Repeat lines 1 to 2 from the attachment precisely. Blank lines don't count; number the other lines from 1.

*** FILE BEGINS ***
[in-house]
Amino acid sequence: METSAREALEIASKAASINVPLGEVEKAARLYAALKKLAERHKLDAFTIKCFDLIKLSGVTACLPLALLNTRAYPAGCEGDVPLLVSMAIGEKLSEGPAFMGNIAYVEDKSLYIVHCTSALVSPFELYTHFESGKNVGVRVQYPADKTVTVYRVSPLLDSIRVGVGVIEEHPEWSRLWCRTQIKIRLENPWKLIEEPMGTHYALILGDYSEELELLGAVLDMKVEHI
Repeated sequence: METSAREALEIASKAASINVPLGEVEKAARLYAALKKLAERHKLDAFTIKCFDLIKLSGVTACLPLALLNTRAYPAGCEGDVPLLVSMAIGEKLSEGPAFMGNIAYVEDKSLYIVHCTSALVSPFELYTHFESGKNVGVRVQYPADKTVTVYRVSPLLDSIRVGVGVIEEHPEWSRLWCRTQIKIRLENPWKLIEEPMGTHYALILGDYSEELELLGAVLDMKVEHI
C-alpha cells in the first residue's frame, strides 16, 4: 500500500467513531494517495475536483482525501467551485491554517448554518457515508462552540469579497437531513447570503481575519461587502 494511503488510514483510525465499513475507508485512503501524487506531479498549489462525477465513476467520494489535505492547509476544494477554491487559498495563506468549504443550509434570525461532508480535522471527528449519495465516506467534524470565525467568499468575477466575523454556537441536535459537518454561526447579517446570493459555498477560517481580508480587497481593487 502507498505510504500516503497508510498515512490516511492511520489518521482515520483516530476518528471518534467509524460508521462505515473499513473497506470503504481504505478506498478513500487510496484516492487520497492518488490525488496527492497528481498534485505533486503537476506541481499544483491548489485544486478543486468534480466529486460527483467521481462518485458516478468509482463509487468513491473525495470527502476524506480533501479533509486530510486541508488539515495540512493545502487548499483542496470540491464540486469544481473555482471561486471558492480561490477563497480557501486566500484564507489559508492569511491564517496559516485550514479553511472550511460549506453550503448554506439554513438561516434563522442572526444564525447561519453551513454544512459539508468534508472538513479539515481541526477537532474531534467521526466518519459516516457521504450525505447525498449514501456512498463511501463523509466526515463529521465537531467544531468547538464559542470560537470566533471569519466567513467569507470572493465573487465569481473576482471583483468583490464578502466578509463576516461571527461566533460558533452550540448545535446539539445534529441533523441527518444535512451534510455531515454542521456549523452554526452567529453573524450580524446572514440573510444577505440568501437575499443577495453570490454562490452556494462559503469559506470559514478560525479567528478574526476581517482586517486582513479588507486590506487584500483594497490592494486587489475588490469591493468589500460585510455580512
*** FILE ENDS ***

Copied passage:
[in-house]
Amino acid sequence: METSAREALEIASKAASINVPLGEVEKAARLYAALKKLAERHKLDAFTIKCFDLIKLSGVTACLPLALLNTRAYPAGCEGDVPLLVSMAIGEKLSEGPAFMGNIAYVEDKSLYIVHCTSALVSPFELYTHFESGKNVGVRVQYPADKTVTVYRVSPLLDSIRVGVGVIEEHPEWSRLWCRTQIKIRLENPWKLIEEPMGTHYALILGDYSEELELLGAVLDMKVEHI